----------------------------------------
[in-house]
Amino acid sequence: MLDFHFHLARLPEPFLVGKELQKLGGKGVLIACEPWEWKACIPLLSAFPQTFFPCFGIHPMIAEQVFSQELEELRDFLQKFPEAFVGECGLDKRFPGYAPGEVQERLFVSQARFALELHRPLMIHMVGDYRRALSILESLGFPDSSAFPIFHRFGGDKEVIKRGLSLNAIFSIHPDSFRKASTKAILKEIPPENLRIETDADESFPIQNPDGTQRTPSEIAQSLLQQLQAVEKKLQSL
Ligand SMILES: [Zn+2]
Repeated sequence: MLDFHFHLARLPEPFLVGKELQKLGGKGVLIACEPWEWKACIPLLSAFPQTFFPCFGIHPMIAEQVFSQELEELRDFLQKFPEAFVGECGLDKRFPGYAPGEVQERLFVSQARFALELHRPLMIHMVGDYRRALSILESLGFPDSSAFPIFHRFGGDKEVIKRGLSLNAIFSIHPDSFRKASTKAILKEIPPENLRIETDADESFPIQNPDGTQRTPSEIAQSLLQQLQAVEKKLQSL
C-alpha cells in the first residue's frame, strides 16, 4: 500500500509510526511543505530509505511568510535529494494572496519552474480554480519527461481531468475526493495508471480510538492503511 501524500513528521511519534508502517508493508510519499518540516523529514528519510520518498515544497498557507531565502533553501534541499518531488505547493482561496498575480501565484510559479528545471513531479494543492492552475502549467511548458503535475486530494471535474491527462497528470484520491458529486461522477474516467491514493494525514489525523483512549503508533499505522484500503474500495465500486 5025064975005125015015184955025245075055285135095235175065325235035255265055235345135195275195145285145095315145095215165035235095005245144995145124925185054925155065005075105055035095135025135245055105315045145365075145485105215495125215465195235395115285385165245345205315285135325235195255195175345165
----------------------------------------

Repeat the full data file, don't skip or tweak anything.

[in-house]
Amino acid sequence: MLDFHFHLARLPEPFLVGKELQKLGGKGVLIACEPWEWKACIPLLSAFPQTFFPCFGIHPMIAEQVFSQELEELRDFLQKFPEAFVGECGLDKRFPGYAPGEVQERLFVSQARFALELHRPLMIHMVGDYRRALSILESLGFPDSSAFPIFHRFGGDKEVIKRGLSLNAIFSIHPDSFRKASTKAILKEIPPENLRIETDADESFPIQNPDGTQRTPSEIAQSLLQQLQAVEKKLQSL
Ligand SMILES: [Zn+2]
Repeated sequence: MLDFHFHLARLPEPFLVGKELQKLGGKGVLIACEPWEWKACIPLLSAFPQTFFPCFGIHPMIAEQVFSQELEELRDFLQKFPEAFVGECGLDKRFPGYAPGEVQERLFVSQARFALELHRPLMIHMVGDYRRALSILESLGFPDSSAFPIFHRFGGDKEVIKRGLSLNAIFSIHPDSFRKASTKAILKEIPPENLRIETDADESFPIQNPDGTQRTPSEIAQSLLQQLQAVEKKLQSL
C-alpha cells in the first residue's frame, strides 16, 4: 500500500509510526511543505530509505511568510535529494494572496519552474480554480519527461481531468475526493495508471480510538492503511 501524500513528521511519534508502517508493508510519499518540516523529514528519510520518498515544497498557507531565502533553501534541499518531488505547493482561496498575480501565484510559479528545471513531479494543492492552475502549467511548458503535475486530494471535474491527462497528470484520491458529486461522477474516467491514493494525514489525523483512549503508533499505522484500503474500495465500486 5025064975005125015015184955025245075055285135095235175065325235035255265055235345135195275195145285145095315145095215165035235095005245144995145124925185054925155065005075105055035095135025135245055105315045145365075145485105215495125215465195235395115285385165245345205315285135325235195255195175345165